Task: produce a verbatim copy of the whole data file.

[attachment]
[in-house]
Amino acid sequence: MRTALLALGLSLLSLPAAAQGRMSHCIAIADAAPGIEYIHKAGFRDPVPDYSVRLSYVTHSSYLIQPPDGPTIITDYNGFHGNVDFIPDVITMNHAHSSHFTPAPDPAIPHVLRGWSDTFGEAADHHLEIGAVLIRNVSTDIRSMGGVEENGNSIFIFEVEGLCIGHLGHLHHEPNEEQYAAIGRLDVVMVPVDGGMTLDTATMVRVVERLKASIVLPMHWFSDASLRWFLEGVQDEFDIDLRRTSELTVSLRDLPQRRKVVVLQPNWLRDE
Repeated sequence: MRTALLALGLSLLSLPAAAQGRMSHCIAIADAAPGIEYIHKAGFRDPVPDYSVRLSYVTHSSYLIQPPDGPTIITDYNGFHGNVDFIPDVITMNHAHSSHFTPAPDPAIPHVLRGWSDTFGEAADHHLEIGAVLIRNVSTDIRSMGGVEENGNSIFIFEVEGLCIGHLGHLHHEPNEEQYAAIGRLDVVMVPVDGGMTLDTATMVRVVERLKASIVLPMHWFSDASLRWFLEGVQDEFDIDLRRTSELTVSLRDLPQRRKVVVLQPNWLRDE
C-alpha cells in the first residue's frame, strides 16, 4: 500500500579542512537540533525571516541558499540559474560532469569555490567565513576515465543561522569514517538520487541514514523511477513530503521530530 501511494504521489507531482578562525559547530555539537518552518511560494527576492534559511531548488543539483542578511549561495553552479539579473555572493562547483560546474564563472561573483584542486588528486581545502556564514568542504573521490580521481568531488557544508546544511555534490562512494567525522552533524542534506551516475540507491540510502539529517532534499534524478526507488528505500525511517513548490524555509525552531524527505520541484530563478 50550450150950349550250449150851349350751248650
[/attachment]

[in-house]
Amino acid sequence: MRTALLALGLSLLSLPAAAQGRMSHCIAIADAAPGIEYIHKAGFRDPVPDYSVRLSYVTHSSYLIQPPDGPTIITDYNGFHGNVDFIPDVITMNHAHSSHFTPAPDPAIPHVLRGWSDTFGEAADHHLEIGAVLIRNVSTDIRSMGGVEENGNSIFIFEVEGLCIGHLGHLHHEPNEEQYAAIGRLDVVMVPVDGGMTLDTATMVRVVERLKASIVLPMHWFSDASLRWFLEGVQDEFDIDLRRTSELTVSLRDLPQRRKVVVLQPNWLRDE
Repeated sequence: MRTALLALGLSLLSLPAAAQGRMSHCIAIADAAPGIEYIHKAGFRDPVPDYSVRLSYVTHSSYLIQPPDGPTIITDYNGFHGNVDFIPDVITMNHAHSSHFTPAPDPAIPHVLRGWSDTFGEAADHHLEIGAVLIRNVSTDIRSMGGVEENGNSIFIFEVEGLCIGHLGHLHHEPNEEQYAAIGRLDVVMVPVDGGMTLDTATMVRVVERLKASIVLPMHWFSDASLRWFLEGVQDEFDIDLRRTSELTVSLRDLPQRRKVVVLQPNWLRDE
C-alpha cells in the first residue's frame, strides 16, 4: 500500500579542512537540533525571516541558499540559474560532469569555490567565513576515465543561522569514517538520487541514514523511477513530503521530530 501511494504521489507531482578562525559547530555539537518552518511560494527576492534559511531548488543539483542578511549561495553552479539579473555572493562547483560546474564563472561573483584542486588528486581545502556564514568542504573521490580521481568531488557544508546544511555534490562512494567525522552533524542534506551516475540507491540510502539529517532534499534524478526507488528505500525511517513548490524555509525552531524527505520541484530563478 50550450150950349550250449150851349350751248650